New Recession. Different Problems.

Five credit union lending executives from across the country share how the COVID-19 pandemic compares to the Great Recession.

 
 

Top-Level Takeaways

  • Unemployment is high and not just because jobs aren’t available; meanwhile, lending and home values remain strong.
  • As the pandemic wears on, credit unions are responding with increased credit, reduced fees, and more.

The Great Recession and COVID-19 each convulsed the American public — but in very different ways.

The most obvious is the deaths of hundreds of thousands of people from a pandemic that still rages. But the economic impacts, although severe in both circumstances, vary greatly, too. Just one example: Home values plunged during the Great Recession; now, they’re soaring.

Credit union lenders have been on the front lines both times, helping members deal with joblessness by lending how and where others might not.

And whereas the full impact of the pandemic on financial institutions and the people they serve won’t be known anytime soon, there’s still insight to be gained from how financial cooperatives are responding.

Here, lending executives from five credit unions — in Florida, Colorado, Oregon, and Michigan — share their perspectives.

Ent Credit Union

Jon Paukovich, Chief Lending Officer, Ent Credit Union

Jon Paukovich has been with Ent Credit Union ($7.1B, Colorado Springs, CO) for 16 years, the past four as chief lending officer. During the Great Recession, he was the Colorado cooperative’s vice president of mortgage lending.

Looking back at the Great Recession, what are you and your lending operation doing differently this time and why?

Jon Paukovich: COVID-19 has been a unique circumstance and appeared very quickly. Even before the government came out with the CARES Act, we started engaging our members to offer assistance. We offered loan deferments and skip-a-pay options. We stopped repossessions and foreclosures. We also suspended fees for three months.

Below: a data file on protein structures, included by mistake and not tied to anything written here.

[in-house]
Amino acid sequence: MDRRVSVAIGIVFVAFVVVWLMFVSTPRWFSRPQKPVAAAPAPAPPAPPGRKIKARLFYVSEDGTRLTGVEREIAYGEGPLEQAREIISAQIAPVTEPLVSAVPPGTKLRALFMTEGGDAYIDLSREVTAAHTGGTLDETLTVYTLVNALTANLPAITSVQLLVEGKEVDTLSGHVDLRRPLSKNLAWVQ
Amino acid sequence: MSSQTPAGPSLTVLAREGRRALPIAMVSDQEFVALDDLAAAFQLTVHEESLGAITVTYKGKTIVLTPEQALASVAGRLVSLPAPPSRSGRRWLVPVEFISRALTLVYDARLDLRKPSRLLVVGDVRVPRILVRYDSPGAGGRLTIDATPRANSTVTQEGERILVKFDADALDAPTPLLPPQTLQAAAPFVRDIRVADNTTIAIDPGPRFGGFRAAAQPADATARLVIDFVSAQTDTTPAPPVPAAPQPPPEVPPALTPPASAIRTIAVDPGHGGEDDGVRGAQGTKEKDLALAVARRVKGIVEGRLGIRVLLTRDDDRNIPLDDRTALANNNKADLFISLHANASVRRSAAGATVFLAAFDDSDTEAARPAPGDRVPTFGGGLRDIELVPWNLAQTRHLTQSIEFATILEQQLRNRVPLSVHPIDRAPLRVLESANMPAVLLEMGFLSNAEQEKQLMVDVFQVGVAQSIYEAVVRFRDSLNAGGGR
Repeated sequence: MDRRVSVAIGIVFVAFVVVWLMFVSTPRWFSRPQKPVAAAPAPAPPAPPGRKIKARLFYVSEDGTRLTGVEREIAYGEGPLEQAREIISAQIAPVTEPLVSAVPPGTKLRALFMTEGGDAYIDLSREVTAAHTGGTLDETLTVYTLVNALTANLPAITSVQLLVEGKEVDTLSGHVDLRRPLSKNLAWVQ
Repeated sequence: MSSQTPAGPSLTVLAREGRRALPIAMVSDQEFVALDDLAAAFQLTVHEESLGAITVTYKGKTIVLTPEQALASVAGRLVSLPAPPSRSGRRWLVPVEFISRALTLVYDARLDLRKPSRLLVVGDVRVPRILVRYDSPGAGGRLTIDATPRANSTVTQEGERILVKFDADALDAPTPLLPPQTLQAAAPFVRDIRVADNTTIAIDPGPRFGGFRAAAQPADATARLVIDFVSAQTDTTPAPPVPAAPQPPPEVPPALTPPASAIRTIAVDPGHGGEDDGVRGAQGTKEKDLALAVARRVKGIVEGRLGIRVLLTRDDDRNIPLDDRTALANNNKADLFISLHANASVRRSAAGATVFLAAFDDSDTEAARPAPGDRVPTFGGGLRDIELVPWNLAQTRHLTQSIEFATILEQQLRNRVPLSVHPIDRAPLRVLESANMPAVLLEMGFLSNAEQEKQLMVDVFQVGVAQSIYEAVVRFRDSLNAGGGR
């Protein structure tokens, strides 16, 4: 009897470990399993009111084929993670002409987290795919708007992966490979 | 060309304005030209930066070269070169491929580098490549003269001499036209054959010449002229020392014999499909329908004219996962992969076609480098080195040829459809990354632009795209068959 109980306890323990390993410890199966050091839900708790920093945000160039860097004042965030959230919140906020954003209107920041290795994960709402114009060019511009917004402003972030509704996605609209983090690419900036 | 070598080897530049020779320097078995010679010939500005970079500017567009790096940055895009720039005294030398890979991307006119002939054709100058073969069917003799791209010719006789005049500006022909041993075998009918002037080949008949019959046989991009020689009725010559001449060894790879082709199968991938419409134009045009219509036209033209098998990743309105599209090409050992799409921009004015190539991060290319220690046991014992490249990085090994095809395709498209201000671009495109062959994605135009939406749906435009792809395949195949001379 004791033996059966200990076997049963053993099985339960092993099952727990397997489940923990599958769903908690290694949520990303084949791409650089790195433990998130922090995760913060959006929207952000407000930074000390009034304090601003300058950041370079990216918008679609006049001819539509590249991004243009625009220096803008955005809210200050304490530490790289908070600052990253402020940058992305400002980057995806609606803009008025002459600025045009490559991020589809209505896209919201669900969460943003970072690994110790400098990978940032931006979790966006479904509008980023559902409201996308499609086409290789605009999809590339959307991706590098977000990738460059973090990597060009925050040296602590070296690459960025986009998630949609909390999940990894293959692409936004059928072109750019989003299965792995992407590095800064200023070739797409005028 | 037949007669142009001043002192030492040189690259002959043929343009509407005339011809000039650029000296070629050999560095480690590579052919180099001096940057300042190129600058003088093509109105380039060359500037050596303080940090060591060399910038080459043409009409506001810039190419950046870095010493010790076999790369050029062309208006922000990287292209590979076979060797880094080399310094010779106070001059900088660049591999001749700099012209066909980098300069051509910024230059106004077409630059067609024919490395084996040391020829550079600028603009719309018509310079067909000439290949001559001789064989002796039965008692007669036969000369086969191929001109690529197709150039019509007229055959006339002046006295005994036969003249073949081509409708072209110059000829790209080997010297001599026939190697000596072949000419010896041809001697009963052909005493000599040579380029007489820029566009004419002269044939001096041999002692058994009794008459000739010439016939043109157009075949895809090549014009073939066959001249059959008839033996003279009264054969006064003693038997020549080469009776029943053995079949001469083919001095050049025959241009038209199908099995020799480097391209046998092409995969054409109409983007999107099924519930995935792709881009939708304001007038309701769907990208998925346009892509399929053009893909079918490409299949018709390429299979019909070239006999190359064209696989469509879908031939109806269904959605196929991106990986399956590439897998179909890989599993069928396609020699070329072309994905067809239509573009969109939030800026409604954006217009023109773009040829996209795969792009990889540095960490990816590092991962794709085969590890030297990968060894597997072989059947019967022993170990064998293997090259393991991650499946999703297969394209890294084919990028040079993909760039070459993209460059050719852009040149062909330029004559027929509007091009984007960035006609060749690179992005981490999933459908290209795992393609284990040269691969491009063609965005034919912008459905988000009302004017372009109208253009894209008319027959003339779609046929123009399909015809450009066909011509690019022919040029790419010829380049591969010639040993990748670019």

Since we’ve previously had to deal with prior natural disasters, we immediately reinstituted an emergency loan program to get cash in our members’ hands. This was available to members almost immediately and we streamlined the process to minimize friction.

We ended up doing approximately $45 million in emergency loans. These are unsecured loans, and we realized we would have higher losses than normal, but we all know the situation was critical.

What are you doing the same and why?

JP: We didn’t make many changes to our lending process or guidelines. We did the same thing during the Great Recession. During the Great Recession, there were mortgage lenders going out of business daily. Many lenders were changing their guidelines constantly. We stayed consistent and didn’t make changes. We were able to save many transactions for our members that had fallen apart with other lenders. We reached out to the real estate community to let them know that.

It’s the same with COVID-19. We have stayed consistent. We’ve seen lenders adjust their guidelines to be more conservative or even get out of lines of business for a while. Some of our big bank competitors dropped out of home equity lending and jumbo mortgages (or made it extremely difficult to apply – such as requiring a significant deposit relationship). We continue to be very active in home equity lending and have not adjusted our jumbo mortgage guidelines.